State ending federal COVID unemployment benefits, launching return-to-work incentive

The state is launching a return-to-work bonus program using federal funds from the American Rescue Plan Act and is ending its participation in federal pandemic-related unemployment benefit programs by June.

That state will return to pre-pandemic unemployment insurance eligibility and benefits.

The bonuses will be paid to unemployed individuals who rejoin the labor force and accept and maintain steady employment for at least one month.

The Return-to-Work Bonus initiative will offer $1,200 payments to individuals receiving unemployment benefits as of May 4, who subsequently accept employment and complete at least four paid weeks of work. Individuals eligible for the bonus will be contacted by the Department of Labor and Industry and informed of their eligibility, as well as more information about how to ensure they receive the payment after they complete four weeks of employment, according to a release.

Gov. Greg Gianforte said in a release that he’s heard from employers statewide who are facing labor shortages.

“We need to incentivize Montanans to reenter the workforce. Our return-to-work bonus and the return to pre-pandemic unemployment programs will help get more Montanans back to work,” Gianforte said.

Across Montana, employers struggle to find workers, particularly in the health care, construction, manufacturing, and hospitality and leisure industries, according to Gianforte’s office.

“Montana’s unemployment rate is at just 3.8 percent – near pre-pandemic lows – and statewide there are record numbers of new job postings each week. But today, despite an influx of new residents into Montana over the last year, our labor force is some 10,000 workers smaller than it was before the pandemic,” Commissioner of Labor and Industry Laurie Esau said. “Our labor shortage doesn’t just affect employers and business owners. Employees who are forced to work longer shifts, serve more customers or clients, and take on more duties have been paying the price.”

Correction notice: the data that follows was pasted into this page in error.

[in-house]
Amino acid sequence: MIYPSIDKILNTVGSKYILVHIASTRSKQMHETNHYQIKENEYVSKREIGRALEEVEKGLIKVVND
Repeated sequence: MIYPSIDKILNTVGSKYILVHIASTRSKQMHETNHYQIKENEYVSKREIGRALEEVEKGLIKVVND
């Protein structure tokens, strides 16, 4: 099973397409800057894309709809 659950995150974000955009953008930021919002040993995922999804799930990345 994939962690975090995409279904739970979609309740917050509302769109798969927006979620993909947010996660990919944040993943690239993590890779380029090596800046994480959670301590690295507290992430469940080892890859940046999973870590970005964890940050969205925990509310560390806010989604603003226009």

According to the Montana Department of Labor and Industry, the unemployment rate in Cascade County was 4.3 percent as of March 2021. The department data shows a workforce of 36,854 in the county with 35,264 people employed and 1,590 unemployed.

Arizona is also reinstanting job seeking requirement and Michigan and Maine ended federal unemployment benefits in April.

Requirements that unemployment insurance claimants actively seek work and be “able and available” for work will be reinstated effective June 27, as well.

Specifically, the state labor department is making the following chances to the unemployment insurance program, according to a release, beginning June 27:

  • Claimants who have exhausted their traditional UI benefits but had continued to receive them through the federal Pandemic Emergency Unemployment Compensation program will no longer be eligible for UI payments.
  • Montana will no longer be issuing supplemental $300 weekly payments to claimants under the Federal Pandemic Unemployment Compensation program.
  • Montana will no longer participate in the federal Pandemic Unemployment Assistance program. PUA presently provides benefits to the self-employed, the underemployed, independent contractors and individuals who have been unable to work due to health or COVID-19 affected reasons.
  • Montana will no longer participate in the Mixed Earner Unemployment Compensation program, which offers supplemental payments to individuals who had both traditional W-2 income as well as self-employment income.
  • Requirements that claimants be able to work, available for work, and actively seeking work in order to be considered eligible for benefits will be reinstated. These requirements had previously been suspended under emergency rule-making authority in March of last year. More information about work-search and “able and available” requirements is available in the UI Claimants handbook.

Unemployment insurance claimants will be receiving information soon about how these changes affect them individually. Until then, those with questions about their future eligibility should visit MontanaWorks.gov or contact the Department of Labor and Industry at 406-444-2545. Claimants receiving Pandemic Unemployment Assistance should contact 406-444-3382.